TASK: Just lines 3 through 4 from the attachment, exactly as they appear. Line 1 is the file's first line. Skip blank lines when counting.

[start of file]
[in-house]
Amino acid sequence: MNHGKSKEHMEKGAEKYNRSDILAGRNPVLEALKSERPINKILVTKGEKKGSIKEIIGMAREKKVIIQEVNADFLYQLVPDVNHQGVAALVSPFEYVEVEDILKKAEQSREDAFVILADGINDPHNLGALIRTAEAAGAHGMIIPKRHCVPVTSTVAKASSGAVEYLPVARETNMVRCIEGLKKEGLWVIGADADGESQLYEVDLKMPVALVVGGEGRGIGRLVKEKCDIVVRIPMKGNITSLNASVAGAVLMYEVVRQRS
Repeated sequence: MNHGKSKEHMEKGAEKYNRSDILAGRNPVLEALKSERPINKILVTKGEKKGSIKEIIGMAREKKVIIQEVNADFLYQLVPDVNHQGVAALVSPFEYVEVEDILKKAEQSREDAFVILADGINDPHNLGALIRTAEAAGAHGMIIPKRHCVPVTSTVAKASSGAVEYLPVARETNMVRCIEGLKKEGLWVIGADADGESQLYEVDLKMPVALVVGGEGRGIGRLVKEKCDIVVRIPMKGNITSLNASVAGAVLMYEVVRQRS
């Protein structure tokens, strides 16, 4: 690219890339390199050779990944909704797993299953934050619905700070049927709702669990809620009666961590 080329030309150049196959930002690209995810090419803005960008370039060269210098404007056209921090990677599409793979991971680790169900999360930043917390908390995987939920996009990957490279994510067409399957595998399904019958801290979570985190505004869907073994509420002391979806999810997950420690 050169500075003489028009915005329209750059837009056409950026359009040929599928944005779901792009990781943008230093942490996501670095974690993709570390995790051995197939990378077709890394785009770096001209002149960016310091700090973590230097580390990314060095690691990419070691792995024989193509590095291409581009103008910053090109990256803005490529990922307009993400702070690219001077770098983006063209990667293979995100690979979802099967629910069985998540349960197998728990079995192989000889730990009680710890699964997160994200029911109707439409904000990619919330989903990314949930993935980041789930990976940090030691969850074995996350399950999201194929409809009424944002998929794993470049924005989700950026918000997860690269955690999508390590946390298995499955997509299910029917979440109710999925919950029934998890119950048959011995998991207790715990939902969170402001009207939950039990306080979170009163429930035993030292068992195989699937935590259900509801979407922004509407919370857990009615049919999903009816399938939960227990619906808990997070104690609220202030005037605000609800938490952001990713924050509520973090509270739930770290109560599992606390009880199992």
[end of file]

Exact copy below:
Repeated sequence: MNHGKSKEHMEKGAEKYNRSDILAGRNPVLEALKSERPINKILVTKGEKKGSIKEIIGMAREKKVIIQEVNADFLYQLVPDVNHQGVAALVSPFEYVEVEDILKKAEQSREDAFVILADGINDPHNLGALIRTAEAAGAHGMIIPKRHCVPVTSTVAKASSGAVEYLPVARETNMVRCIEGLKKEGLWVIGADADGESQLYEVDLKMPVALVVGGEGRGIGRLVKEKCDIVVRIPMKGNITSLNASVAGAVLMYEVVRQRS
């Protein structure tokens, strides 16, 4: 690219890339390199050779990944909704797993299953934050619905700070049927709702669990809620009666961590 080329030309150049196959930002690209995810090419803005960008370039060269210098404007056209921090990677599409793979991971680790169900999360930043917390908390995987939920996009990957490279994510067409399957595998399904019958801290979570985190505004869907073994509420002391979806999810997950420690 050169500075003489028009915005329209750059837009056409950026359009040929599928944005779901792009990781943008230093942490996501670095974690993709570390995790051995197939990378077709890394785009770096001209002149960016310091700090973590230097580390990314060095690691990419070691792995024989193509590095291409581009103008910053090109990256803005490529990922307009993400702070690219001077770098983006063209990667293979995100690979979802099967629910069985998540349960197998728990079995192989000889730990009680710890699964997160994200029911109707439409904000990619919330989903990314949930993935980041789930990976940090030691969850074995996350399950999201194929409809009424944002998929794993470049924005989700950026918000997860690269955690999508390590946390298995499955997509299910029917979440109710999925919950029934998890119950048959011995998991207790715990939902969170402001009207939950039990306080979170009163429930035993030292068992195989699937935590259900509801979407922004509407919370857990009615049919999903009816399938939960227990619906808990997070104690609220202030005037605000609800938490952001990713924050509520973090509270739930770290109560599992606390009880199992």